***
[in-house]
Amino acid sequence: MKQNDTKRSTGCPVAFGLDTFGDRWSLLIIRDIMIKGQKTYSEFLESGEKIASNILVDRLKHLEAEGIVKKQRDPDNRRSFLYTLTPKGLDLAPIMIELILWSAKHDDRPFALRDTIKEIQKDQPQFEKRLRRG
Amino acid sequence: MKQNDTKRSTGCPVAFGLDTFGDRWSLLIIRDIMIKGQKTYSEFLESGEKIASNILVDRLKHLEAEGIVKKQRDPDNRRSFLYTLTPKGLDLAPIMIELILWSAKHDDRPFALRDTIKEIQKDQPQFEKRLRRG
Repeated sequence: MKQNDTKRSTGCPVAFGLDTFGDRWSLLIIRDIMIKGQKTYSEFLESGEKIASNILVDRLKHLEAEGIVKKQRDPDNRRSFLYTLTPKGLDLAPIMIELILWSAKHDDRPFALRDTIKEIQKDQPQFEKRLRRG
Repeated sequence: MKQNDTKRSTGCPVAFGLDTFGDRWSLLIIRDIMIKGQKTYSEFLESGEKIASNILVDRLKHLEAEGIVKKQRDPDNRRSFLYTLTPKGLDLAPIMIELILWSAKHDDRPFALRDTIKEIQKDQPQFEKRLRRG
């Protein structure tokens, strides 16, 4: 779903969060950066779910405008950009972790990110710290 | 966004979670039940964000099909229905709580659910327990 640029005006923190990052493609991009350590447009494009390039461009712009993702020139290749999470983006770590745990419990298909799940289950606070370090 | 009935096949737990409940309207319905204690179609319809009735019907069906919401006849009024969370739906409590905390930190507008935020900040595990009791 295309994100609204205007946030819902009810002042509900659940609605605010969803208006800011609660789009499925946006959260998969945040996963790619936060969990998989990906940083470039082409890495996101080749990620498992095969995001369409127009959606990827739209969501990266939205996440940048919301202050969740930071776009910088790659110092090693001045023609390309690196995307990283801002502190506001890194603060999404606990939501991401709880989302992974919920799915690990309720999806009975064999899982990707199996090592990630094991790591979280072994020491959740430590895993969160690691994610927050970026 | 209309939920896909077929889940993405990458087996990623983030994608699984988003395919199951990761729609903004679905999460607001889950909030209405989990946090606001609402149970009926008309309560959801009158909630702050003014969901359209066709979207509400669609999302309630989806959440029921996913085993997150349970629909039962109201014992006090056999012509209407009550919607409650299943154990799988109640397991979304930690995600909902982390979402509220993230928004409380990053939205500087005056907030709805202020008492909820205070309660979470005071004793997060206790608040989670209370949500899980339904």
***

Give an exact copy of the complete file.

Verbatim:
[in-house]
Amino acid sequence: MKQNDTKRSTGCPVAFGLDTFGDRWSLLIIRDIMIKGQKTYSEFLESGEKIASNILVDRLKHLEAEGIVKKQRDPDNRRSFLYTLTPKGLDLAPIMIELILWSAKHDDRPFALRDTIKEIQKDQPQFEKRLRRG
Amino acid sequence: MKQNDTKRSTGCPVAFGLDTFGDRWSLLIIRDIMIKGQKTYSEFLESGEKIASNILVDRLKHLEAEGIVKKQRDPDNRRSFLYTLTPKGLDLAPIMIELILWSAKHDDRPFALRDTIKEIQKDQPQFEKRLRRG
Repeated sequence: MKQNDTKRSTGCPVAFGLDTFGDRWSLLIIRDIMIKGQKTYSEFLESGEKIASNILVDRLKHLEAEGIVKKQRDPDNRRSFLYTLTPKGLDLAPIMIELILWSAKHDDRPFALRDTIKEIQKDQPQFEKRLRRG
Repeated sequence: MKQNDTKRSTGCPVAFGLDTFGDRWSLLIIRDIMIKGQKTYSEFLESGEKIASNILVDRLKHLEAEGIVKKQRDPDNRRSFLYTLTPKGLDLAPIMIELILWSAKHDDRPFALRDTIKEIQKDQPQFEKRLRRG
């Protein structure tokens, strides 16, 4: 779903969060950066779910405008950009972790990110710290 | 966004979670039940964000099909229905709580659910327990 640029005006923190990052493609991009350590447009494009390039461009712009993702020139290749999470983006770590745990419990298909799940289950606070370090 | 009935096949737990409940309207319905204690179609319809009735019907069906919401006849009024969370739906409590905390930190507008935020900040595990009791 295309994100609204205007946030819902009810002042509900659940609605605010969803208006800011609660789009499925946006959260998969945040996963790619936060969990998989990906940083470039082409890495996101080749990620498992095969995001369409127009959606990827739209969501990266939205996440940048919301202050969740930071776009910088790659110092090693001045023609390309690196995307990283801002502190506001890194603060999404606990939501991401709880989302992974919920799915690990309720999806009975064999899982990707199996090592990630094991790591979280072994020491959740430590895993969160690691994610927050970026 | 209309939920896909077929889940993405990458087996990623983030994608699984988003395919199951990761729609903004679905999460607001889950909030209405989990946090606001609402149970009926008309309560959801009158909630702050003014969901359209066709979207509400669609999302309630989806959440029921996913085993997150349970629909039962109201014992006090056999012509209407009550919607409650299943154990799988109640397991979304930690995600909902982390979402509220993230928004409380990053939205500087005056907030709805202020008492909820205070309660979470005071004793997060206790608040989670209370949500899980339904």